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Who Is Attacking My Network?

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Frustrated woman sitting in front of laptop with her hand thrown up in the air

Often I’ll talk with small business managers, and they will frequently say something like, “But we don’t have anything valuable. Who would possibly want in our network?”. That’s really a good question. While the results of an attack are somewhat similar, I find it often helps these managers understand the need for cybersecurity when they grasp the different types of attackers that are trying to get into their network.

While there are several possible ways to group potential attackers, I like to categorize them based on their motivation for attacking a network. Using this basis, there are probably six different types of attackers that may be attacking your network.

The Curious

CuriousThis is someone who has a sense of adventure and just wants to see what’s out there on the world wide web! The Curious person often doesn’t view what they are doing as wrong, as they simply want to explore and see what they can find. Yet this person can still do damage, and can end up with information that doesn’t belong to them. Being curious isn’t a justification for trespassing on someone else’s computer network!

Mischievous or Bored

Bored or MischievousThese attackers might be thought of as a bored vandal. With too much time on their hands and lots of digital skills, these attackers simply want to get where they’re not supposed to go to see what they can find and what kind of vandalism they might be able to commit. Defacing a web site, changing an account password, or something more damaging are all within their ability and skills.

Hacktivist

HacktivistsWith no end of social or political causes on the digital landscape, the Cause motivated individual uses their skills to further awareness or goals of their favorite cause. Sometimes referred to as a “hacktivist”, the cause oriented attacker sees causing trouble or damage for someone who is an antagonist of their cause as a justifiable means to achieve their desired end.

Criminals

CriminalsThis type attacker seems to be becoming more prevalent on the internet. With no limit to the digital ways to commit crime and make money, the criminally motivated individual sees the world wide web as one huge, interconnected, largely unprotected playground in which to commit crime with a low risk of getting caught. Major crime syndicates are becoming bigger and bigger players in this segment. In fact, I’ve actually seen display ads from crime organizations seeking talented programmers!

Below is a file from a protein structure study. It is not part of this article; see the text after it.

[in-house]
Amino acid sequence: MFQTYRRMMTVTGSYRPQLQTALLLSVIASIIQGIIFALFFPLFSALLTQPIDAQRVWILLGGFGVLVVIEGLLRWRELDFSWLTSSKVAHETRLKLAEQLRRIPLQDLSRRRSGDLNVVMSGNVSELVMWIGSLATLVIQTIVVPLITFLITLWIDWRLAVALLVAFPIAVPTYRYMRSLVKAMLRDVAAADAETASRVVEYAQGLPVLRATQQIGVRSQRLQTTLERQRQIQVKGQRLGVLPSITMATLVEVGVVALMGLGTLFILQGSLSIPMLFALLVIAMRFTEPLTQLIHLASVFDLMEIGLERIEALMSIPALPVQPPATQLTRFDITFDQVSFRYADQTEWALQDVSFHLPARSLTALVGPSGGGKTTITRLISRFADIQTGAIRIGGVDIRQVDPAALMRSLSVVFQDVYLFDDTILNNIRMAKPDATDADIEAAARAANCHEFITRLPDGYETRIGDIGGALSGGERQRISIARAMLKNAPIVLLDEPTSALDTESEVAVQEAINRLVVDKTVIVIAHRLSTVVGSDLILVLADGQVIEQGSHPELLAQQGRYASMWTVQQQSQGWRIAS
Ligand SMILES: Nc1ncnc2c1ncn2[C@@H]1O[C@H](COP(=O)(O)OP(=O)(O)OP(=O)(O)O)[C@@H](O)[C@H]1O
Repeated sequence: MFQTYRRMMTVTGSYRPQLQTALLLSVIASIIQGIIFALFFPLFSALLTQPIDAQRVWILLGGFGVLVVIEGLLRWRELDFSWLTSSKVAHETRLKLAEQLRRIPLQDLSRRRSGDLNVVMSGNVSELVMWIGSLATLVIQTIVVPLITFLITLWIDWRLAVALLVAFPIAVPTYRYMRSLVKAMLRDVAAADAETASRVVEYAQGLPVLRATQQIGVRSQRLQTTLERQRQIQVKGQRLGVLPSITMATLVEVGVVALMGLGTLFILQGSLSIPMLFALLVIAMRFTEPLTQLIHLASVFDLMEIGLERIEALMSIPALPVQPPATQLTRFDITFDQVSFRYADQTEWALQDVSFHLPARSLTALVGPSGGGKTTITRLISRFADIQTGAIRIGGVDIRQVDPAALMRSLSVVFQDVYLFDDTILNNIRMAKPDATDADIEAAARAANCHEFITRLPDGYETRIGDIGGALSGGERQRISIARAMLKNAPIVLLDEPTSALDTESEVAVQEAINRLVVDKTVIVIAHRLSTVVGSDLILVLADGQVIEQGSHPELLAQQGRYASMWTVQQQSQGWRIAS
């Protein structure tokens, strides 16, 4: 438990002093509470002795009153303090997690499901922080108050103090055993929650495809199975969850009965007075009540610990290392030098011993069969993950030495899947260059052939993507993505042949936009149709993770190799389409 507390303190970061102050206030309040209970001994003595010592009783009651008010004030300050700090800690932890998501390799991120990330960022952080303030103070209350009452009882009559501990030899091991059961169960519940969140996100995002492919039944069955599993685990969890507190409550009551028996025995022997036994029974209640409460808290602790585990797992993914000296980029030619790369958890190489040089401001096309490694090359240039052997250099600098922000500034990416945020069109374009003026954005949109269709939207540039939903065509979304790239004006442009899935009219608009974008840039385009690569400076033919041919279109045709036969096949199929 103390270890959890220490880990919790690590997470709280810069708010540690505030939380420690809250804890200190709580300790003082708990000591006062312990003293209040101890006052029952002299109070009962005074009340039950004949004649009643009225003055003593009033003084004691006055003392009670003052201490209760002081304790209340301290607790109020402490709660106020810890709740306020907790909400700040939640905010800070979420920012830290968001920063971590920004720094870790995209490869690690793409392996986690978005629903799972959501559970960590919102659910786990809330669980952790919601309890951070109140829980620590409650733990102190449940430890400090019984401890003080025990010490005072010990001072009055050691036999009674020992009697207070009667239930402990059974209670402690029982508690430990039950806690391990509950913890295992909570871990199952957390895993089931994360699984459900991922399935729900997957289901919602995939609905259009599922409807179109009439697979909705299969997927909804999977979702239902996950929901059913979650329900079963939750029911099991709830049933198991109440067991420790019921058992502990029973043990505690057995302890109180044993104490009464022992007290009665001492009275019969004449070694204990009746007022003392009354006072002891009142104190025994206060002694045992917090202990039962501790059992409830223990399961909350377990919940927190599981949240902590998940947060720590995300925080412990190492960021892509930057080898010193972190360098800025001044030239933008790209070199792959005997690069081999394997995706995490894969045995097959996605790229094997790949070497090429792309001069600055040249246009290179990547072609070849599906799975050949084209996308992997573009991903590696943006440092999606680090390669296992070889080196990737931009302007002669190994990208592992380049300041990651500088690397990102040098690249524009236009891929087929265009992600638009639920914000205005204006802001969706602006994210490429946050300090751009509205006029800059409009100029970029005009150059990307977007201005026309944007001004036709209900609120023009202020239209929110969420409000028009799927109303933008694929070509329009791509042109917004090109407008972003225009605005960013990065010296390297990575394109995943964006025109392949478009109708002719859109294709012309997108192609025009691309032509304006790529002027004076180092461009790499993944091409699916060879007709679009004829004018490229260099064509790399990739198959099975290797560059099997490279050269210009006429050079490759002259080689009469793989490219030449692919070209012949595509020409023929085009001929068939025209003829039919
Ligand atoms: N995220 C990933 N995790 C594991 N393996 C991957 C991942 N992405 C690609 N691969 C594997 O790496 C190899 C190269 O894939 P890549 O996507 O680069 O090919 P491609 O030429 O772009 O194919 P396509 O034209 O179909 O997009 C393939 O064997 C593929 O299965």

Nation States

There’s no end of turmoil on the international scene. It seems like every day brings news of another conflict someplace on this globe. And while it used to be that these conflicts were limited to a physical location, in our interconnected age a conflict half way around the world can have digital repercussions right here at home. These attackers are trying to gather information for a military or economic advantage or establish a foothold for a strategic advantage in the event physical hostilities break out. Often these attackers will silently enter a network, establish a foothold, and patiently lurk there for years. Because of the skills these attackers possess, they are often the most difficult attackers to remove from a network.

Destroyers

DestroyersThe Sony Pictures breach of 2014 highlighted another aspect of a network breach. News reports of this incident often mentioned that the hackers destroyed data on Sony servers or client computers. At times this destruction seemed to be done just for the sake of destroying. Of course destroyers aren’t limited to just deleting data. In our day, it is possible for an attacker to infiltrate a network and damage physical equipment or even cause loss of life.

I know there are other ways to categorize potential attackers. However understanding something of what motivates the bad guys to get into our networks helps us understand better what we need to do to protect our network. Feel free to contact us if we can help you improve your cybersecurity stance.

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  • Why Do We Need MFA?
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  • What Happens If My Laptop or Phone Is Stolen?
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